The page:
Looking for a challenge? Look no further than Kelly Snache’s shop and his amazing puzzle box


For some, there’s nothing else that offers the challenge of opening a mechanical puzzle box.

The intricate design and mechanics can make them surprisingly difficult to solve.

One of the world’s best puzzle box creators happens to be an Ojibway man.

“What we have here is a multi-step puzzle, when we’re finished here it’s going to be 100 moves and so you have to get through all of the stuff that’s down below here,” says Kelly Snache in his workshop on Chippewas of Georgina Island First Nation in Ontario.

“There’s stuff that isn’t finished yet but you get in here, there’s actually real treasure, we have a 2012 year of the dragon silver coin that’s secretly hidden inside this box as well and once you just know the right maneuvers, it pops right out.

“So, a lot of things like that happen, drawers problems, spring-loaded it’s a fun experience.”

puzzle box
One of Snache’s famed puzzle boxes. Photo: Annette Francis/APTN.

His puzzle boxes, or as some call them, mechanical boxes, are built with such intricate detail they’re sought after by collectors around the world.

“CEOs love this kind of stuff, it challenges your brain,” he says. “I have a lot of university professors, people that have been successful in business. They’re finding that these things are a lot like mental gym so that it exercises their mind because there’s a known solution and there are unknowns and you still have to solve it,” he says.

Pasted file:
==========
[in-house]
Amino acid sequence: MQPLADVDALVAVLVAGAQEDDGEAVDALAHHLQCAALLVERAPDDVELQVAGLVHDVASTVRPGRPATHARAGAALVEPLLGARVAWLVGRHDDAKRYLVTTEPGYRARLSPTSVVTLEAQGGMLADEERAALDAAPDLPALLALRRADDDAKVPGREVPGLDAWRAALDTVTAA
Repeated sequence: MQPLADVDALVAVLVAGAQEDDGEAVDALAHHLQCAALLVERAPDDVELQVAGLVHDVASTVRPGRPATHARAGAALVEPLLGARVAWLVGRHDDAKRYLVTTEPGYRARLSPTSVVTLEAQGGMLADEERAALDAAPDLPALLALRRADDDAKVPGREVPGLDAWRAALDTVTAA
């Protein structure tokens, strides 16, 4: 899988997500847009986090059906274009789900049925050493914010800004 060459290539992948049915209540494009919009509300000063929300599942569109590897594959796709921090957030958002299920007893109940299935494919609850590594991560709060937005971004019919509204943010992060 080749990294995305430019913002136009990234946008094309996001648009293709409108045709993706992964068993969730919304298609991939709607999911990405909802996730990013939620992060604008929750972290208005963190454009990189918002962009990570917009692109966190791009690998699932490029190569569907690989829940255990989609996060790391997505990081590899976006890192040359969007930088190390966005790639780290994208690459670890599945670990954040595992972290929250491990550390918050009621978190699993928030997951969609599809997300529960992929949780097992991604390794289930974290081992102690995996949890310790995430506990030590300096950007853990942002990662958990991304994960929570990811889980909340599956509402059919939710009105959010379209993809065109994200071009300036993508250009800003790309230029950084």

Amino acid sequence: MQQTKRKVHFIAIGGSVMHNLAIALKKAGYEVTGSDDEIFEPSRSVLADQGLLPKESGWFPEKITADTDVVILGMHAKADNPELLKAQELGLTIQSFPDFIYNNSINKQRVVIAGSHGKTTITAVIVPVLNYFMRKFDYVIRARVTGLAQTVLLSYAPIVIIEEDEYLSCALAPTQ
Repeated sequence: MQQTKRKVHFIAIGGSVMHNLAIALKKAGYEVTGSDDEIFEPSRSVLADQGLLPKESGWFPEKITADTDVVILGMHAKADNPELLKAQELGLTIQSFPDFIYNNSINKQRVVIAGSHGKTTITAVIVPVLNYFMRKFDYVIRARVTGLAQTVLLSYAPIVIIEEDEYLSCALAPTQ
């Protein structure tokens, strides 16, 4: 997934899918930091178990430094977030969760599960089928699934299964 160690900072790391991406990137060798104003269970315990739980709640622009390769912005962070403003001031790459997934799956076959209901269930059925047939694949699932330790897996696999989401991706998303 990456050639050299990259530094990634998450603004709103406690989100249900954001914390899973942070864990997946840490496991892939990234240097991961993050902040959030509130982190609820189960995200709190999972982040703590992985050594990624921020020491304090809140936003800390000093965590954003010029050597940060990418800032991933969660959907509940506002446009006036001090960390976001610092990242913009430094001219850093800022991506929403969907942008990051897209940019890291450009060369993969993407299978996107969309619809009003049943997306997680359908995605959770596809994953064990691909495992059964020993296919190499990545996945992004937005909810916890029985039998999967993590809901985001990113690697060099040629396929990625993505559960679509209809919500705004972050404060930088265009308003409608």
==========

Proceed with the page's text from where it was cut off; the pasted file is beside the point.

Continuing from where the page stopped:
“It’s a real challenge for them, so that’s why these guys have whole rooms full of these puzzles.”

Snache says after he builds one, it doesn’t last long on the market.

“They’ve all sold, they sold within five minutes of posting the first one, yeah and so these are $8,000 Canadian,” he says.

puzzle box
Snache in his workshop. Photo: Annette Francis/APTN.

While Snache will share his love of making puzzle boxes and what makes them interesting, he’s not about to share his secrets.

“What I love about this box is you really get to play with people’s minds, so one move to openness,” he says. “It’s hard to open.”

Snache is also sharing his love of the puzzle box with kids.

That’s why he created a specific puzzle box for the Grade 3 and Grade 4 students in his community.

All with the hopes of having someone take over his love of the puzzle box.